In July 2006, after sensing during my repeated visits that the American project in Afghanistan was starting to fall apart, I returned to Kabul. Saleh, who by then was Afghanistan’s intelligence chief, gave me a report that he had written two months earlier, entitled “The Strategy of Insurgents and Terrorists in Afghanistan.” Alluding to Sun Tzu, Saleh warned, “The pyramid of Afghanistan government’s legitimacy should not be brought down due to our inefficiency in knowing the enemy, knowing ourselves and applying resources effectively.” That, however, is exactly what happened.
The failure of the U.S.-led mission in Afghanistan arguably started on Dec. 6, 2001, the day after the signing of the Bonn Agreement, when U.S. Secretary of Defense Donald Rumsfeld, under repeated questioning from reporters at the Pentagon, rejected a political agreement between Karzai and the remaining Taliban leadership in Kandahar. In shock from their rapid and seemingly total defeat, the Taliban had agreed to acknowledge Karzai’s leadership and hand over the four provinces that they still controlled in return for an amnesty that would allow their leader Mullah Omar to live in Kandahar “with dignity.” This would have permitted them to participate in the process set up by the Bonn agreement to establish a permanent government. Instead of being sent to Guantanamo or to those famous Afghan graveyards, they could have participated in proportion to their true numbers and influence (small, but real) in the drafting and implementation of the constitution. Rumsfeld, however, responded that there would be “no negotiated solution.” Nearly 20 years later, he was proved right, though not in a good way.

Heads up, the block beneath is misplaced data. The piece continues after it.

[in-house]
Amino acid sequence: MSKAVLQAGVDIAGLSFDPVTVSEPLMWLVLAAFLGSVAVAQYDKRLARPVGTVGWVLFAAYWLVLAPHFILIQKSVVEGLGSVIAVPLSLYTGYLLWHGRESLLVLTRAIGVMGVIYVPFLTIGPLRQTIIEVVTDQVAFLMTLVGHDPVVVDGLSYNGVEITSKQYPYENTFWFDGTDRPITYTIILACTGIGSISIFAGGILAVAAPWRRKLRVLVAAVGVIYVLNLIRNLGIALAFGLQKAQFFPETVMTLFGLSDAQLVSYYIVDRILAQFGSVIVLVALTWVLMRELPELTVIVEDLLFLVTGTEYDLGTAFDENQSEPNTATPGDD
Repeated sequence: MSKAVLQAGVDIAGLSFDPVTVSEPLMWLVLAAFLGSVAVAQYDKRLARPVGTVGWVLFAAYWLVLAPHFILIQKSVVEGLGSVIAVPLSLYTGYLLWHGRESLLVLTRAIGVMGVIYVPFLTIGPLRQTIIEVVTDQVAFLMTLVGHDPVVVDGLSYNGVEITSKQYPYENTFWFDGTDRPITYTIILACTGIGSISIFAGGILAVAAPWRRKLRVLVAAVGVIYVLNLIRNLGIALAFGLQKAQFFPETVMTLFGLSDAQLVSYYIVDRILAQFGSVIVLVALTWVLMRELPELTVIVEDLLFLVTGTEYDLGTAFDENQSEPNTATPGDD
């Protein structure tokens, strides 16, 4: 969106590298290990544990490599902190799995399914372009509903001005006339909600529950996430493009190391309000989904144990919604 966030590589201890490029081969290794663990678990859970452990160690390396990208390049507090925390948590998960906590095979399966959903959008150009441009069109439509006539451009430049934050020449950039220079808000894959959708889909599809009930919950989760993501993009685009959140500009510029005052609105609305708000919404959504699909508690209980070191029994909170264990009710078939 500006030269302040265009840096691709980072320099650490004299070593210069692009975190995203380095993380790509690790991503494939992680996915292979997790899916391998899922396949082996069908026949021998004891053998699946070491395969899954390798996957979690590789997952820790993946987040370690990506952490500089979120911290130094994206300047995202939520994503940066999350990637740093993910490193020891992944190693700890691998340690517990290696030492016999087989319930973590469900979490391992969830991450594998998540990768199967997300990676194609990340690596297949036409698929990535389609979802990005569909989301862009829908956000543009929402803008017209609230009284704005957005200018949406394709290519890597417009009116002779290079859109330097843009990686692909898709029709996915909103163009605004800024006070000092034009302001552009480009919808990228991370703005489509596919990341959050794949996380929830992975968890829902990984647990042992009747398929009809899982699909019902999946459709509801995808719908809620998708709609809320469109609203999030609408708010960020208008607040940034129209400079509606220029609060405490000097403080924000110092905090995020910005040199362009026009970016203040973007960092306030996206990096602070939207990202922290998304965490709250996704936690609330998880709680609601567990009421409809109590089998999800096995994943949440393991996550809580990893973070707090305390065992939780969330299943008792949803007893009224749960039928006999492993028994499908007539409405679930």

For Rumsfeld, the core aim of U.S. policy in Afghanistan was not to stabilize the country or help it to create a government that could deal with terrorism on its own, but to set an example for all the evil people who might think of attacking the United States by capturing and killing the “bad guys.” This remained policy even when, as Rumsfeld complained, “I have no visibility into who the bad guys are.”